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Mince Pies // 1900s

We made these mince pies using two recipes taught at London’s National Training School For Cookery between 1909 and 1912; one for the shortcrust pastry and the other for the rich fruit mincemeat, giving us an idea of what mince pies would've looked, smelt and tasted like 111+ years ago today.
We'd mincemeat, made the night before, had no time at all to mature but the flavour was still phenomenal. As they baked, they filled our kitchen with the most beautiful scent. We’ll definitely be making these again next year, and by then the flavours will be even better!
While Edwardian mince pies were, from what we could tell, rich in flavour but plain in decoration, we did hand-cut a little pastry holly to top one of our pies. Guess who’s getting that one! 🎅
Original Recipes: 'Short Crust' & 'Mincemeat' (Book 2, 1909)
Speed: Not including the time taken to make the mincemeat, 1 hour | Makes: 16




1. Up to a year before you make these mince pies (possibly even further in advance), you can make an Edwardian mincemeat.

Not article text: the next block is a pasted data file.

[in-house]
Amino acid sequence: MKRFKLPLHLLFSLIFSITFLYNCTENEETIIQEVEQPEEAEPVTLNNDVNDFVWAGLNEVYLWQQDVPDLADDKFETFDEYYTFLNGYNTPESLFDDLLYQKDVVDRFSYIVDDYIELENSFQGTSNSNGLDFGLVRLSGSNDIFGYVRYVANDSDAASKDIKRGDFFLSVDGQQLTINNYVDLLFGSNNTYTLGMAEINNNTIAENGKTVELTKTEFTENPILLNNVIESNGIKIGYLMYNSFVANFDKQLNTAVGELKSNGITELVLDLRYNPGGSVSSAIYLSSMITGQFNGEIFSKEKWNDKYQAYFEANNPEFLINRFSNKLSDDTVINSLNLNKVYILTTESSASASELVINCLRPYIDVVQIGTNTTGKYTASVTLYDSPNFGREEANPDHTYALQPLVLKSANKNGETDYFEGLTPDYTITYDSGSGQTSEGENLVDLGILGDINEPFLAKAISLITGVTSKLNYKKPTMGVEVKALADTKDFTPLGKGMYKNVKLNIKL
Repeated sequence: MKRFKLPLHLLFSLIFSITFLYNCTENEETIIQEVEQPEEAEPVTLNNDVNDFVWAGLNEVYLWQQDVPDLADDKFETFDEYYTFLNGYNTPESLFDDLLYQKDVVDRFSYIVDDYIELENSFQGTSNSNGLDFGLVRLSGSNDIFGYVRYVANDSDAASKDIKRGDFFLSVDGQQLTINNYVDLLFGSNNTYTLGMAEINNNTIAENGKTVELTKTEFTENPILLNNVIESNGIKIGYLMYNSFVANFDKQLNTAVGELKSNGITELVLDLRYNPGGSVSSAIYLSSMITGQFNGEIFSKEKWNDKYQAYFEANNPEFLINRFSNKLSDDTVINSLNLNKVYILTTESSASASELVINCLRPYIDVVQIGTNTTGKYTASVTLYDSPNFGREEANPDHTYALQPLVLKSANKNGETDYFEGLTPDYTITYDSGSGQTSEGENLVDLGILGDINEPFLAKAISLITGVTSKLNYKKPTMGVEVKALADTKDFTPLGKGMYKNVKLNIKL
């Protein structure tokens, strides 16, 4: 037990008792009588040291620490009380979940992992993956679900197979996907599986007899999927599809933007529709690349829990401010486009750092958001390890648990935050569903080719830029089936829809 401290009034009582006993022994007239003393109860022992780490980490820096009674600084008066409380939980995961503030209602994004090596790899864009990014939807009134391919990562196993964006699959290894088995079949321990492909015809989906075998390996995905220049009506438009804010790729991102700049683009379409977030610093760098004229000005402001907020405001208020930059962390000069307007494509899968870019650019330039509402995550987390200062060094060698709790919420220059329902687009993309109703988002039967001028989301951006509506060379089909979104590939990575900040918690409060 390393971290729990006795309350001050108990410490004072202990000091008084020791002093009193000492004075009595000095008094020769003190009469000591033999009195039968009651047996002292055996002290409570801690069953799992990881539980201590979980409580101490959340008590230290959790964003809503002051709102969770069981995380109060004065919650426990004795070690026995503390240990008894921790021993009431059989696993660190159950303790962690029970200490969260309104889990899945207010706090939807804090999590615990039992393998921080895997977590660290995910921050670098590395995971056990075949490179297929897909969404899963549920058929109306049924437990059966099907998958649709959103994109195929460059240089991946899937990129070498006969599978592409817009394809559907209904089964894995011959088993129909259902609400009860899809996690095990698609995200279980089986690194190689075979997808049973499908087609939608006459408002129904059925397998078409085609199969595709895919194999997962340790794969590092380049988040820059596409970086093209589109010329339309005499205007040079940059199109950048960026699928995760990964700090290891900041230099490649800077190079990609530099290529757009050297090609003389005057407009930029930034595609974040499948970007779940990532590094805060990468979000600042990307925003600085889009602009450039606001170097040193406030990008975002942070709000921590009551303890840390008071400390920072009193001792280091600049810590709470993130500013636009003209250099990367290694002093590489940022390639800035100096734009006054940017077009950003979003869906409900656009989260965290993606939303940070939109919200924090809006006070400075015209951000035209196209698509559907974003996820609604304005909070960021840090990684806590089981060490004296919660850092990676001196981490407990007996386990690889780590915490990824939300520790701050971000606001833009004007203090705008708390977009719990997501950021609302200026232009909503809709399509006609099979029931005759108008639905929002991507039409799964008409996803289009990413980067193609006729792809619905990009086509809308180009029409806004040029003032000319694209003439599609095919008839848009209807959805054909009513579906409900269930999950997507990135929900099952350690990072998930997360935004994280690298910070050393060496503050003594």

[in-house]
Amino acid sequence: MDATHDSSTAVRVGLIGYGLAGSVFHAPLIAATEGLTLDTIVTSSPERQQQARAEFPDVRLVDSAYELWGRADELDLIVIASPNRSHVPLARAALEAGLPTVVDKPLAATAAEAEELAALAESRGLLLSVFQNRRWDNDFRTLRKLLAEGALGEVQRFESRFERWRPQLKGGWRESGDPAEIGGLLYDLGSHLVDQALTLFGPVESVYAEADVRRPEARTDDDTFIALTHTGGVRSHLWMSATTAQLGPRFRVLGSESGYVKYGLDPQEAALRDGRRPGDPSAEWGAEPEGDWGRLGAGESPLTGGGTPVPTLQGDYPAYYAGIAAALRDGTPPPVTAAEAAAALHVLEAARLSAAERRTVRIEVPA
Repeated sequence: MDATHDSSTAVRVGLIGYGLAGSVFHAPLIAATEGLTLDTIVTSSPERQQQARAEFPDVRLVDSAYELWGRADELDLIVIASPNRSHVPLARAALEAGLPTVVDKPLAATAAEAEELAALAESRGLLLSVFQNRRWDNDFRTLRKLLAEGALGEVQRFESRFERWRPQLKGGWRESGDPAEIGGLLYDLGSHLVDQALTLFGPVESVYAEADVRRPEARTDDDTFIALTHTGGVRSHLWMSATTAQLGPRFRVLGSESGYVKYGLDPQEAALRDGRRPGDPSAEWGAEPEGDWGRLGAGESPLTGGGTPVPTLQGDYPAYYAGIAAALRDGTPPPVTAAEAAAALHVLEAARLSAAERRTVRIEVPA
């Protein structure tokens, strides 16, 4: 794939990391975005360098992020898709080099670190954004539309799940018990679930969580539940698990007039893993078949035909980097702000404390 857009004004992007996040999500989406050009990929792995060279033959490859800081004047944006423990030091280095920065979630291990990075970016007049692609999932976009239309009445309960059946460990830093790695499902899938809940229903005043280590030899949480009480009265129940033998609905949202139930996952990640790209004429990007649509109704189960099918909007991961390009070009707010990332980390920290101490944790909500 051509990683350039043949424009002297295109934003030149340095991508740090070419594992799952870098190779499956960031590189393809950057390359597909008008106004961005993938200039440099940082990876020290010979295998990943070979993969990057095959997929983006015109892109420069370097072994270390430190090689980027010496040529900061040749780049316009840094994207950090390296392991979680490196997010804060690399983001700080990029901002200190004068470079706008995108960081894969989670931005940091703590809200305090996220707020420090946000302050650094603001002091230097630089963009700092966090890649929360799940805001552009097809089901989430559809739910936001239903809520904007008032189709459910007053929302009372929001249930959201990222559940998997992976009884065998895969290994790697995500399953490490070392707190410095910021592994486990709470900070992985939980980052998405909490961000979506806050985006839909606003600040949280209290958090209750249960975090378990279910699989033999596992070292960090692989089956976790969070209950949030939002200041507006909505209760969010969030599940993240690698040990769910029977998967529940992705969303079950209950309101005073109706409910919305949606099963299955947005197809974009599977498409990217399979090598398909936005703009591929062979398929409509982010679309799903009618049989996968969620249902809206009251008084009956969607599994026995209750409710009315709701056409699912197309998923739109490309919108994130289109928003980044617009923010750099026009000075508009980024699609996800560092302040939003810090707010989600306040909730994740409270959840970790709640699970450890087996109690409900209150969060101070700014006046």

2. On the day or night before making, make a shortcrust pastry.

3. Roll out your pastry to a quartre of an inch in thickness and cut out rounds large enough to fill 16 tartlet tins. You'll want the pastry to come slightly up over the sides of the tins as it does shrink slightly.

4. Fill the cases with 2 tsp. of the mincemeat.

5. Cut out round pastry tops that are a little smaller than the cases and place these over the mincemeat, lightly pressing together the pastry to seal it around the mincemeat. You can make little decorations out of the scrap pastry if wanted!

6. Brush over the tops with egg white, sprinkle caster or granulated sugar over the tops and bake for 20 minutes at 180°C / 356°F / Gas Mark 4 for 10 minutes, then reduce the temperature to 160°C / 320°F / Gas Mark 3 and cook for another 10.

You can have them hot or cold. We ate ours hot with brandy cream.


Original Recipes for 'Short Crust' and 'Mincemeat'

'BOOK 2': High-Class Cookery Recipes for the National Training School of Cookery, 11th Edition (1909)

Author: Mrs Charles Clarke, Principal of the National Training School of Cookery

Publisher: William Clowes & Sons Limited (23 Cockspur Street, S.W. London, England, U.K.)

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